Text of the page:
OSLO (Reuters) - Norway’s consumer price inflation rose sharply in January to its highest level in more than three years, increasing the chance of an interest rate hike in 2020 and strengthening the crown currency.
Core inflation, a key measure for monetary policy, stood at 2.9% year-on-year, Statistics Norway (SSB) said on Monday, up from 1.8% in December. Analysts in a Reuters poll on average had expected a rebound to 2.0%.
Food, transport and several service categories were among the factors pulling up prices, SSB said.
Norway’s central bank, which targets core inflation of 2.0% over time, had forecast a January reading of 2.2%.
The fastest annual pace of consumer price growth since October 2016 could trigger demands for bigger pay increases in collective bargaining rounds between labour unions and employers, with potential consequences for monetary policy.
“If inflation continues at an elevated level (for) the first months in 2020, it may affect the wage settlement,” DNB Markets economist Kyrre Aamdal said in a note to clients. “The risk for a rate hike in 2020 has increased after today’s figures.”
Norway’s crown currency initially rallied by 0.5% against the euro on the news, hitting a high of 10.1090, before softening to trade at 10.1267 per euro at 0934 GMT.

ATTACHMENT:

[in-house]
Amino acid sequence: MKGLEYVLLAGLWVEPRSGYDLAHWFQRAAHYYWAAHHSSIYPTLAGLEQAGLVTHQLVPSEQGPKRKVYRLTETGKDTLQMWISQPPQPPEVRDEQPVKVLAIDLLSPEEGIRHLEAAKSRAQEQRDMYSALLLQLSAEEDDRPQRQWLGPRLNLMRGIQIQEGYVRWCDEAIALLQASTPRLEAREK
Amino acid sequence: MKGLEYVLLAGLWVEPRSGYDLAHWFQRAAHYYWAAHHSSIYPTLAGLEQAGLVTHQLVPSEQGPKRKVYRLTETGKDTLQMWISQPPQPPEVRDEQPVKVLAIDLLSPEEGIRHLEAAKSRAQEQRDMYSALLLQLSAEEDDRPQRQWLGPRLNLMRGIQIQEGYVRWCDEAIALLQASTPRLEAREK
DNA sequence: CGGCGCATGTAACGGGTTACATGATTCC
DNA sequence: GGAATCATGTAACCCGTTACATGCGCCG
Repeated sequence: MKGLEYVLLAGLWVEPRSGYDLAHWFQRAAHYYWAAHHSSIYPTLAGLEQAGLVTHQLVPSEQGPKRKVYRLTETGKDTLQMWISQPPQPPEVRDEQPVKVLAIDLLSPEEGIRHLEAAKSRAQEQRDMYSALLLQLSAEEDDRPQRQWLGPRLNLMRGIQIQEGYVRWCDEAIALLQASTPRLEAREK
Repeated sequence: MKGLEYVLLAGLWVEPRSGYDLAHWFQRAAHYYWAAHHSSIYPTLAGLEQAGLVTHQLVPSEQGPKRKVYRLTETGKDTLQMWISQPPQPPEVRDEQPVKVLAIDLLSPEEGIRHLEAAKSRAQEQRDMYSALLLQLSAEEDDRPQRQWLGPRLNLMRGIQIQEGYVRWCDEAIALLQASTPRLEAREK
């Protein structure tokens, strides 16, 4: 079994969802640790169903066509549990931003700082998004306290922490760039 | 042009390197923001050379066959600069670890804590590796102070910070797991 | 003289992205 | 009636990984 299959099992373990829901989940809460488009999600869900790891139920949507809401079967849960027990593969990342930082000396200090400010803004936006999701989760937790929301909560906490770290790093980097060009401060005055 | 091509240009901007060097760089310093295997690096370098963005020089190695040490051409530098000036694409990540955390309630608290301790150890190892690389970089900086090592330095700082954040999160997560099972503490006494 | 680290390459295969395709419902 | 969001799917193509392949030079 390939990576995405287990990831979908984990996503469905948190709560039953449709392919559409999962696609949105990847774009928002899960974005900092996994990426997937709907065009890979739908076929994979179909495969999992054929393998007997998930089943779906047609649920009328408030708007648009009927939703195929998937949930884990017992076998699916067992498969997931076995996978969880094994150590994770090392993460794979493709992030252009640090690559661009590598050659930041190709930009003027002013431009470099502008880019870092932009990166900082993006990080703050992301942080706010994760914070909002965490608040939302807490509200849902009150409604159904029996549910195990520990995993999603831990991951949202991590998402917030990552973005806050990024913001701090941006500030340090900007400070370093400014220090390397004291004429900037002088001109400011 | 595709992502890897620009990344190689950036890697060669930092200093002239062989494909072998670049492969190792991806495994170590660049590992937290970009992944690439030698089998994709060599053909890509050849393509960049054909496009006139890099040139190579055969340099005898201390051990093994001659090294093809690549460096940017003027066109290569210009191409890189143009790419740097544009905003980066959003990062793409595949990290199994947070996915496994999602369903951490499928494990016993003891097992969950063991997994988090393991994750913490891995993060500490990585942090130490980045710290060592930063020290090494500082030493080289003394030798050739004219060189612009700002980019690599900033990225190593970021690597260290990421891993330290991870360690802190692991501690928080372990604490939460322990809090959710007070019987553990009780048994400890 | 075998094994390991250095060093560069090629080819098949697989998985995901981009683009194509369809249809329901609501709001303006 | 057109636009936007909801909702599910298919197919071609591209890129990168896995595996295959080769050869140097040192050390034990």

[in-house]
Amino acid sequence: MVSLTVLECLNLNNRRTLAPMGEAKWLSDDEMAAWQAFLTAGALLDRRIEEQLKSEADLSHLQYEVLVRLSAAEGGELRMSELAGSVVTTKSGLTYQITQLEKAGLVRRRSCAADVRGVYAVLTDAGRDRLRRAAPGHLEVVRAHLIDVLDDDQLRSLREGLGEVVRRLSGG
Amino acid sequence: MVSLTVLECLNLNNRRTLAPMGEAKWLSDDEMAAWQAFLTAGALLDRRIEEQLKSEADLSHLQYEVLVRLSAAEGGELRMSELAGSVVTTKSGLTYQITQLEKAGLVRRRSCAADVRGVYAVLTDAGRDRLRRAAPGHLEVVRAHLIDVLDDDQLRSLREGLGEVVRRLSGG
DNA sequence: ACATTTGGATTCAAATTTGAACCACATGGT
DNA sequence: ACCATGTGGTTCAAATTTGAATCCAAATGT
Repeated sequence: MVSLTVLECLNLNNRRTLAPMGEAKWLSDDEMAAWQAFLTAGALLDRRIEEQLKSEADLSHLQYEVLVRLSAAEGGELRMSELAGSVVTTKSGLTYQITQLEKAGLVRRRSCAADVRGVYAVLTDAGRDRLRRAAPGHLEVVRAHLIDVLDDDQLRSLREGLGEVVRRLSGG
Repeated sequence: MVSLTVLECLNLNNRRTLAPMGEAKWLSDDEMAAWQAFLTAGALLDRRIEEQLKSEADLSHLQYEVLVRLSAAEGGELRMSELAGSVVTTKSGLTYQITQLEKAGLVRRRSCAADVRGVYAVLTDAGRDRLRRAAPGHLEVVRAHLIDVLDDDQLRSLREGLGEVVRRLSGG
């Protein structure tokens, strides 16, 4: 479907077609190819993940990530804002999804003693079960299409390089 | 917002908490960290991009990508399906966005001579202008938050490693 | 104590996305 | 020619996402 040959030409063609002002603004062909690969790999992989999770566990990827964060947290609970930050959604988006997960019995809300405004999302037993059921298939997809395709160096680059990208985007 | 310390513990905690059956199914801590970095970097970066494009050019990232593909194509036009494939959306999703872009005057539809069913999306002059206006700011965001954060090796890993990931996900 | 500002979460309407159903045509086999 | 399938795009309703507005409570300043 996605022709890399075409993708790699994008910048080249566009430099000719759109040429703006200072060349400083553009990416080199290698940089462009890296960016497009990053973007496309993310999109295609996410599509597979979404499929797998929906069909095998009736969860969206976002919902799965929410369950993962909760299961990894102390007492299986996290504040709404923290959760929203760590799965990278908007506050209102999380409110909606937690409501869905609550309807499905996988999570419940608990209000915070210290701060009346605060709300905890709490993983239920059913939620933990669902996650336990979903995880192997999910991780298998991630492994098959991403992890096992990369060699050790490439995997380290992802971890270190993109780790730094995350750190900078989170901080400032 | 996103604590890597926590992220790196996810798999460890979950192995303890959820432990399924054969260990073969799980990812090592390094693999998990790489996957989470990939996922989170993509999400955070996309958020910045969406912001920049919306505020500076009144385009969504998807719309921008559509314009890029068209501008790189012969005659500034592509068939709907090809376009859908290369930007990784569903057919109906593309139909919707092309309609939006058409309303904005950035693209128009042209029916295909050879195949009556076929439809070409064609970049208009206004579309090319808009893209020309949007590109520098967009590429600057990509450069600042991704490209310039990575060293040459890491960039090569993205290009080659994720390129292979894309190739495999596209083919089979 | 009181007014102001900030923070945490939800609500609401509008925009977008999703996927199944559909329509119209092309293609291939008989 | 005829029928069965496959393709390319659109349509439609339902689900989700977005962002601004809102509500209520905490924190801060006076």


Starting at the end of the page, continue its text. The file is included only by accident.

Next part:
The currency weakened last year despite several central bank rate hikes and hit an all-time low of 10.3121 versus the single currency in October.
Central bank governor Oeystein Olsen is expected to give a broad outline of the country’s economic prospects in an annual speech to Norwegian business leaders and politicians this week.
While Norges Bank has said its key interest rate is expected to remain on hold for the foreseeable future, it has also warned that an upwards spiral of inflation could lead to further tightening.
The central bank’s next decision on interest rates is due on March 19.
The January inflation reading surprised “massively on the upside”, SEB economist Erica Blomgren Dalstoe tweeted, adding that it will force the central bank to revise up its projections for consumer prices.
But recent economic data — including fourth-quarter growth figures — that have pointed to a slowdown in the Norwegian economy make rate hikes less likely, economists have said.
Editing by Gwladys Fouche and Catherine Evans